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CIA pick hits Senate snag

Wed., Jan. 9, 2013

Graham threatens to delay nomination

WASHINGTON – President Barack Obama’s choice of John Brennan to be the next CIA director hit a snag Tuesday as a Republican senator threatened to delay the nomination until the Obama administration provides answers on the deadly assault in Libya that killed the U.S. ambassador and three other Americans.

Sen. Lindsey Graham, whose opposition helped scuttle U.N. Ambassador Susan Rice’s hopes of becoming secretary of state, said the Senate should not confirm any Obama nominee for the nation’s top spy post until the administration elaborates on the attack on the diplomatic mission in Benghazi.

“My support for a delay in confirmation is not directed at Mr. Brennan, but is an unfortunate, yet necessary, action to get information from this administration,” the South Carolina senator said in a statement. “I have tried – repeatedly – to get information on Benghazi, but my requests have been repeatedly ignored.”

Kevin Bishop, a spokesman for Graham, said late Tuesday that it’s possible the senator would put a “hold” on Brennan’s nomination, but the lawmaker hopes he doesn’t have to take that step. In his statement, Graham signaled that he would try to slow the nomination.

The White House dismissed the politicization of the issue and pressed for the Senate to act quickly and deliberately on Brennan’s nomination.

“It would be unfortunate, I think, if in pursuit of this issue, which was highly politicized, the Senate would hold up the nomination of John Brennan to be director of the Central Intelligence Agency,” White House spokesman Jay Carney told reporters.

An independent review board released an exhaustive report last month that found “systematic failures and leadership and management deficiencies at senior levels” of the State Department that led to inadequate security at the mission in Benghazi.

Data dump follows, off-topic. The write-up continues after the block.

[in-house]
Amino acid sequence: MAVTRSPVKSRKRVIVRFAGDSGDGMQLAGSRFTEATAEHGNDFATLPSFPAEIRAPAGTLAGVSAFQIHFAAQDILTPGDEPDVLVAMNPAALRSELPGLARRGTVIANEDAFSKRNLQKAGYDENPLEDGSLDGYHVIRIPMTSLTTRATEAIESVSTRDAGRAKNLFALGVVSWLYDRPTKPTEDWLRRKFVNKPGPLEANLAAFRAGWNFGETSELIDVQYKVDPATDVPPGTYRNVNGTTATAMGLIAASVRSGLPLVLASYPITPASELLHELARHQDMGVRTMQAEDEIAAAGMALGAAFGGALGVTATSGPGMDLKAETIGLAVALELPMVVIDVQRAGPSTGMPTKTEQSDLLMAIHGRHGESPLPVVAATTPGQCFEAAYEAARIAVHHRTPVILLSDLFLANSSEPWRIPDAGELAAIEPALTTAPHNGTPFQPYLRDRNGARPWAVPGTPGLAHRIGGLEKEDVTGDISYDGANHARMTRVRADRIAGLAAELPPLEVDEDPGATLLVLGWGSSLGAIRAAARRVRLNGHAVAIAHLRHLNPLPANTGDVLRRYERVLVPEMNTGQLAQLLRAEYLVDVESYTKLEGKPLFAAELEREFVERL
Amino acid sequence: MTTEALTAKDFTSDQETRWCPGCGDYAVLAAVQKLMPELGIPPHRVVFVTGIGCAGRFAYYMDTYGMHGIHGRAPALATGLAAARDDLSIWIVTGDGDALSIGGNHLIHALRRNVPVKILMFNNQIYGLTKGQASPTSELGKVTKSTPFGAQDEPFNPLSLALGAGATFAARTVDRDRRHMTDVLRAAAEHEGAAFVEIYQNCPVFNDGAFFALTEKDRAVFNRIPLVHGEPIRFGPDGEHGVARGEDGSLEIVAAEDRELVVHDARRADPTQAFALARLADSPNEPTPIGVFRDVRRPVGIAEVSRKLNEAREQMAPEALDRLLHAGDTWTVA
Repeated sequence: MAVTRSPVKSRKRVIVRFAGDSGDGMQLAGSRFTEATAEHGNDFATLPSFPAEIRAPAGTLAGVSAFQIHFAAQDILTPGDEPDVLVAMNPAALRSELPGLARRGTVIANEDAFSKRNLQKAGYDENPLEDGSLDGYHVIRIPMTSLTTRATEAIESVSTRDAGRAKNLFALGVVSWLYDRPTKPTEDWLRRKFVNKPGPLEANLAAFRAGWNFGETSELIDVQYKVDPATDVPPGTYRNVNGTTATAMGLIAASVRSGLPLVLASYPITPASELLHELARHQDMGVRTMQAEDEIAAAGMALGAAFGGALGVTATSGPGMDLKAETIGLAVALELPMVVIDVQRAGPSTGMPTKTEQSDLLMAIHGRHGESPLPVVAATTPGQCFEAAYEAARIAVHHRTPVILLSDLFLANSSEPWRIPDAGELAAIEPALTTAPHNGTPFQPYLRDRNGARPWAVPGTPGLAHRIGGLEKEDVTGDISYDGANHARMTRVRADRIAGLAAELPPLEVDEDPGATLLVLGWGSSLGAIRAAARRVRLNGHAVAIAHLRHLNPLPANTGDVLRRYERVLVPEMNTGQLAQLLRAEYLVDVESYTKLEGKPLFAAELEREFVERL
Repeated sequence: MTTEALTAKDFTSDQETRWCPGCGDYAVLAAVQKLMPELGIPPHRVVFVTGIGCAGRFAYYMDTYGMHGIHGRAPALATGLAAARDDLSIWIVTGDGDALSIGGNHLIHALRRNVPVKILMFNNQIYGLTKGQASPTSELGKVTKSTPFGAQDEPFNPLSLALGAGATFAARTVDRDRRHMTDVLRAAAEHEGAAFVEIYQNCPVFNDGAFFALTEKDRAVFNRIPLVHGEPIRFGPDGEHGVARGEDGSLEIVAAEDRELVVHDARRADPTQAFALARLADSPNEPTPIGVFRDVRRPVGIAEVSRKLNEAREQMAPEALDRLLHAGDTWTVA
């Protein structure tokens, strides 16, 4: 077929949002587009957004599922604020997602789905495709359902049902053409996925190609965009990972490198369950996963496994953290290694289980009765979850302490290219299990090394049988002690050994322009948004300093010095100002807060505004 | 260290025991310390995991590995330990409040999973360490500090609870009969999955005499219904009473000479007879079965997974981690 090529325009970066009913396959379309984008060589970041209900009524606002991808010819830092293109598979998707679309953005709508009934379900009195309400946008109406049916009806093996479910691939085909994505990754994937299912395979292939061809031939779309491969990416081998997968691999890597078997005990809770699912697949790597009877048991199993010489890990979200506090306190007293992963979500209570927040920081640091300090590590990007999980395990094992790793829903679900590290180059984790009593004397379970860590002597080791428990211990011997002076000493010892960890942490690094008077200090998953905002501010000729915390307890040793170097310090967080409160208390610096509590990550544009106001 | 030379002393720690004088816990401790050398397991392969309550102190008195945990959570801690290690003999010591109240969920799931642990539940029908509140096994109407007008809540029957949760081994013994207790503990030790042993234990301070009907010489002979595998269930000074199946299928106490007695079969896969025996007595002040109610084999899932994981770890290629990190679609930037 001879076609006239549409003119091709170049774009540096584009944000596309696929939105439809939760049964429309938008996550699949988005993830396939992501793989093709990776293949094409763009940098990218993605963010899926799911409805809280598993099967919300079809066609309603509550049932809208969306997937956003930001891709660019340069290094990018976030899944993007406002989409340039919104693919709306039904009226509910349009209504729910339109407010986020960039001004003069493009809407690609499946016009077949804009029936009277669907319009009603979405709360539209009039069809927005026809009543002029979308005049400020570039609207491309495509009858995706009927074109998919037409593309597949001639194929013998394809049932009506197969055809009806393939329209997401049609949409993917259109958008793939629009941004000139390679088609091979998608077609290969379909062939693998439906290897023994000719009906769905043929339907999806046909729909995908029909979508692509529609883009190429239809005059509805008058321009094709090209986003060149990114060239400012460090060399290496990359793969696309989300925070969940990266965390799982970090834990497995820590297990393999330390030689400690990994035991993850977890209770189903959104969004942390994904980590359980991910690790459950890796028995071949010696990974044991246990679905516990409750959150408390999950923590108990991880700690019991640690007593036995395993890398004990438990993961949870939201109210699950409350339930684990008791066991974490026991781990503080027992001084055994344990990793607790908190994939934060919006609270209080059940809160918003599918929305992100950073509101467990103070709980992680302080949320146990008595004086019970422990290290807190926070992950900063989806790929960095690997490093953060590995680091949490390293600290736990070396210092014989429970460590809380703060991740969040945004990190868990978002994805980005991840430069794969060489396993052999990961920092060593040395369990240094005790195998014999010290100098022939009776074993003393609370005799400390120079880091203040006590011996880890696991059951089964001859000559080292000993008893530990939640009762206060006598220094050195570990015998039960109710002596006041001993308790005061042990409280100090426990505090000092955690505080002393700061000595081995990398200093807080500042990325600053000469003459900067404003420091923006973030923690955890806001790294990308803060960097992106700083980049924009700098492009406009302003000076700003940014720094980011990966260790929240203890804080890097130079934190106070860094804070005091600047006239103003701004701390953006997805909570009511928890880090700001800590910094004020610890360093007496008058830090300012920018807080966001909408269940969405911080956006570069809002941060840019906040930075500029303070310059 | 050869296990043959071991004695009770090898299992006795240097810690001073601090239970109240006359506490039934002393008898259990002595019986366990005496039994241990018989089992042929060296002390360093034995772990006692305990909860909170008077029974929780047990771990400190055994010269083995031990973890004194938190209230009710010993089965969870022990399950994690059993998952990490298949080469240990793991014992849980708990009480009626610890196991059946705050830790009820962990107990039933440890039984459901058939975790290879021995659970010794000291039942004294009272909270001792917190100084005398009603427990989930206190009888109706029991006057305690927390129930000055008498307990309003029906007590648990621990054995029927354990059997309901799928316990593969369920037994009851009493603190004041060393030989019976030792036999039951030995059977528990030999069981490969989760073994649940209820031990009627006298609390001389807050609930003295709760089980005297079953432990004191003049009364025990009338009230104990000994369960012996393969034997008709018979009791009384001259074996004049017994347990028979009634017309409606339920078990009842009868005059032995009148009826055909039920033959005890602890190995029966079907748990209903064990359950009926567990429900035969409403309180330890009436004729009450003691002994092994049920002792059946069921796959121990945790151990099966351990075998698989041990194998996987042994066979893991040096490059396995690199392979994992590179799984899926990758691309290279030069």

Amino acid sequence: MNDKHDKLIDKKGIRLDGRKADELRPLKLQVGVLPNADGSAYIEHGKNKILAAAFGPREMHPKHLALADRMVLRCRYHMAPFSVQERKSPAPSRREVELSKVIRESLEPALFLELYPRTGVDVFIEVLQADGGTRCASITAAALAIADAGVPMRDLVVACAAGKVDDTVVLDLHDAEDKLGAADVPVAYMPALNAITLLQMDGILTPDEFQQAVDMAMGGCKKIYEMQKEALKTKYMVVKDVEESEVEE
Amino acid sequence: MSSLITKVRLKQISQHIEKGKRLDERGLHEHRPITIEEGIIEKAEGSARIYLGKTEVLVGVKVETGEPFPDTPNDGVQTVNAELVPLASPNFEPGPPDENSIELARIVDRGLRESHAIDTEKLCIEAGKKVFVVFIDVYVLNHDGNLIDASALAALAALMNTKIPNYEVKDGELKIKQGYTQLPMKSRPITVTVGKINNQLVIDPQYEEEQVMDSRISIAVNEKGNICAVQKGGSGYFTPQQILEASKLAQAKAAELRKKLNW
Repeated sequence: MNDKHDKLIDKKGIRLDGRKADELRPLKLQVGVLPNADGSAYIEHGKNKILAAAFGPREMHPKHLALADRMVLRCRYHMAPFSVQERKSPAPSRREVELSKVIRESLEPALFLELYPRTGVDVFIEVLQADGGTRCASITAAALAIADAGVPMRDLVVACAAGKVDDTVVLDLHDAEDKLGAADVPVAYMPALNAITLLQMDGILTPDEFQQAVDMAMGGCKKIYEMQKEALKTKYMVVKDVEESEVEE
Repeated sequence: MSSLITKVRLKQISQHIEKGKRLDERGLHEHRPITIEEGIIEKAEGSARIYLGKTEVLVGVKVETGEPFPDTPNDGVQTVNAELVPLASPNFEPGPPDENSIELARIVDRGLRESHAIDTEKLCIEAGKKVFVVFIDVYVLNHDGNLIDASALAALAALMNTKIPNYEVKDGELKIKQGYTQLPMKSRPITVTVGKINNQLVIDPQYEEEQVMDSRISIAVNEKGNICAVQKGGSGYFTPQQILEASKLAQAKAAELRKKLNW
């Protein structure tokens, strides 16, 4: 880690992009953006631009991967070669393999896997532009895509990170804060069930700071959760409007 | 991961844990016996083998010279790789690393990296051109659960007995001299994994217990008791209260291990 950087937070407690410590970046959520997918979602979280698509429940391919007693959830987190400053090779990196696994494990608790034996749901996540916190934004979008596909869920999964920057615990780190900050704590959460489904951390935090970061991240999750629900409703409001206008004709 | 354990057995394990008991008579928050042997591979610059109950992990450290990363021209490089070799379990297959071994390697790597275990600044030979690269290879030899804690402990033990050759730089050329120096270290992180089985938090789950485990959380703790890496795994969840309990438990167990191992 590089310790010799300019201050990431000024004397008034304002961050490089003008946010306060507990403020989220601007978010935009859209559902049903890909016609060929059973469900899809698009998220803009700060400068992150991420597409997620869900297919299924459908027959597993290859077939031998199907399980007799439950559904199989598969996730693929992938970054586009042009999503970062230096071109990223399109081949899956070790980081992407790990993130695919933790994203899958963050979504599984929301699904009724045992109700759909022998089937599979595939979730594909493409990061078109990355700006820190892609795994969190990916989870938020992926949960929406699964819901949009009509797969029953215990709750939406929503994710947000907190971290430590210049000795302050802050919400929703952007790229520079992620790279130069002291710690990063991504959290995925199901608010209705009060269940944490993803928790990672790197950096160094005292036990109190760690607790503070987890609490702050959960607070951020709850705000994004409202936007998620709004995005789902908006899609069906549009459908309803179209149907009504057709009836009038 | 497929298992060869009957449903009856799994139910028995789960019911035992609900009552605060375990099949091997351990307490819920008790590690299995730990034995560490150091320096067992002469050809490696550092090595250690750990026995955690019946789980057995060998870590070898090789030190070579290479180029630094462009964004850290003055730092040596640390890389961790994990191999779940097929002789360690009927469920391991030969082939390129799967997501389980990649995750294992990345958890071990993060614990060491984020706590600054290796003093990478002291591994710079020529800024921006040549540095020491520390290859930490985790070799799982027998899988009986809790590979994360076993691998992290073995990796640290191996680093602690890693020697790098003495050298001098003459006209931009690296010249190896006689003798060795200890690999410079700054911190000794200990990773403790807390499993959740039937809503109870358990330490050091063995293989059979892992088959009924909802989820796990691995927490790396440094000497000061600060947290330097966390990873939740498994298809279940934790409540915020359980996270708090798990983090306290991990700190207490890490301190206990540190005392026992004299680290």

Secretary of State Hillary Rodham Clinton is likely to deliver her long-awaited testimony on Libya before the Senate Foreign Relations Committee the week of Jan. 21. The State Department said the date hasn’t been finalized.

Carney pointed out that Obama pressed for swift confirmation of his national security nominees when he announced the selections Monday, and the administration hopes there are no unnecessary delays. He noted that the FBI is continuing its investigation of the attack, the independent review board issued a scathing report and Obama wants to bring the perpetrators of the attack to justice.

“The president is focused on those issues, not what seems to be the continued political fascination with appearances on Sunday shows,” Carney said.

Brennan was expected to have an easier time on the path to Senate confirmation than Chuck Hagel, Obama’s choice to run the Pentagon. A handful of Republicans have announced opposition to their former GOP colleague, and several skeptical Democrats have reserved judgment until Hagel explains his views on Israel and Iran.

Brennan, a 25-year CIA veteran, is expected to be hit with questions about torture and administration leaks of secret information at his hearing, but is widely expected to win Senate confirmation. Graham’s demands on the Libya raid could stall the nomination.


 

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